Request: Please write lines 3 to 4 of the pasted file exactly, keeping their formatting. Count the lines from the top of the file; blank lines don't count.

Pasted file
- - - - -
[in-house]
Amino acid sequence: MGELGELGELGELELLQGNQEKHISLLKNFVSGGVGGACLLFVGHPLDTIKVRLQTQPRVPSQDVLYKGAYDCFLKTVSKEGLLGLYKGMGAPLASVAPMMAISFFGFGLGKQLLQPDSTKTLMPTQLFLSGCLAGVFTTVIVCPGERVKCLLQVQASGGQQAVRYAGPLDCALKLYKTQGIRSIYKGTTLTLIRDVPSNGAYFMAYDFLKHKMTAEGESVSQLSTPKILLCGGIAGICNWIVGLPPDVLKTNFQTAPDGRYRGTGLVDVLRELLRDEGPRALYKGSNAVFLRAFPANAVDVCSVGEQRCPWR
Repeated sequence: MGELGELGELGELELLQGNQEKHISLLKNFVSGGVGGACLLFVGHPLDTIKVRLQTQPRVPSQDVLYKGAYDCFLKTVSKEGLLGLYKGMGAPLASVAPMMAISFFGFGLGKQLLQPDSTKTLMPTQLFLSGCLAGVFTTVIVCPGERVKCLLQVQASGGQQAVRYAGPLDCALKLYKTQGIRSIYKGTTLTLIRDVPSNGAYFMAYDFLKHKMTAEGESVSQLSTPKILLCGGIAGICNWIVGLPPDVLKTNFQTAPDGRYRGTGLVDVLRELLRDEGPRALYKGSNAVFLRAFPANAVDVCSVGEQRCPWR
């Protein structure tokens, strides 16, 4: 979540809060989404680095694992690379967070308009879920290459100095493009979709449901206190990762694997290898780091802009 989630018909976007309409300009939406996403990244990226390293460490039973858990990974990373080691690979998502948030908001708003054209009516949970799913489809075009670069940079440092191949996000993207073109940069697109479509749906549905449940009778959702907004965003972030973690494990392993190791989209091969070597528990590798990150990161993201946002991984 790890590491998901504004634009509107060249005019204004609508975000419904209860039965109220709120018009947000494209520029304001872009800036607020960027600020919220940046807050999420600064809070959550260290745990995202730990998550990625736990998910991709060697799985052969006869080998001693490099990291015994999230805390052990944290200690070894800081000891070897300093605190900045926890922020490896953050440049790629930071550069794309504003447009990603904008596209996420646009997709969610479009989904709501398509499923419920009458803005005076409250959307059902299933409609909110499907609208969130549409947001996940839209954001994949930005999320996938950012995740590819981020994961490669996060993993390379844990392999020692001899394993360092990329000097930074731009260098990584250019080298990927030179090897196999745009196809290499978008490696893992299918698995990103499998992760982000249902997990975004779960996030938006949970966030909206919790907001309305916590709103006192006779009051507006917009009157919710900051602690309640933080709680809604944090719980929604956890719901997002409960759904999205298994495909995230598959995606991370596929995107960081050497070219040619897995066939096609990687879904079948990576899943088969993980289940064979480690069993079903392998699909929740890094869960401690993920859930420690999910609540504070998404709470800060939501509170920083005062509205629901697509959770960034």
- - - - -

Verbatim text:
Repeated sequence: MGELGELGELGELELLQGNQEKHISLLKNFVSGGVGGACLLFVGHPLDTIKVRLQTQPRVPSQDVLYKGAYDCFLKTVSKEGLLGLYKGMGAPLASVAPMMAISFFGFGLGKQLLQPDSTKTLMPTQLFLSGCLAGVFTTVIVCPGERVKCLLQVQASGGQQAVRYAGPLDCALKLYKTQGIRSIYKGTTLTLIRDVPSNGAYFMAYDFLKHKMTAEGESVSQLSTPKILLCGGIAGICNWIVGLPPDVLKTNFQTAPDGRYRGTGLVDVLRELLRDEGPRALYKGSNAVFLRAFPANAVDVCSVGEQRCPWR
């Protein structure tokens, strides 16, 4: 979540809060989404680095694992690379967070308009879920290459100095493009979709449901206190990762694997290898780091802009 989630018909976007309409300009939406996403990244990226390293460490039973858990990974990373080691690979998502948030908001708003054209009516949970799913489809075009670069940079440092191949996000993207073109940069697109479509749906549905449940009778959702907004965003972030973690494990392993190791989209091969070597528990590798990150990161993201946002991984 790890590491998901504004634009509107060249005019204004609508975000419904209860039965109220709120018009947000494209520029304001872009800036607020960027600020919220940046807050999420600064809070959550260290745990995202730990998550990625736990998910991709060697799985052969006869080998001693490099990291015994999230805390052990944290200690070894800081000891070897300093605190900045926890922020490896953050440049790629930071550069794309504003447009990603904008596209996420646009997709969610479009989904709501398509499923419920009458803005005076409250959307059902299933409609909110499907609208969130549409947001996940839209954001994949930005999320996938950012995740590819981020994961490669996060993993390379844990392999020692001899394993360092990329000097930074731009260098990584250019080298990927030179090897196999745009196809290499978008490696893992299918698995990103499998992760982000249902997990975004779960996030938006949970966030909206919790907001309305916590709103006192006779009051507006917009009157919710900051602690309640933080709680809604944090719980929604956890719901997002409960759904999205298994495909995230598959995606991370596929995107960081050497070219040619897995066939096609990687879904079948990576899943088969993980289940064979480690069993079903392998699909929740890094869960401690993920859930420690999910609540504070998404709470800060939501509170920083005062509205629901697509959770960034």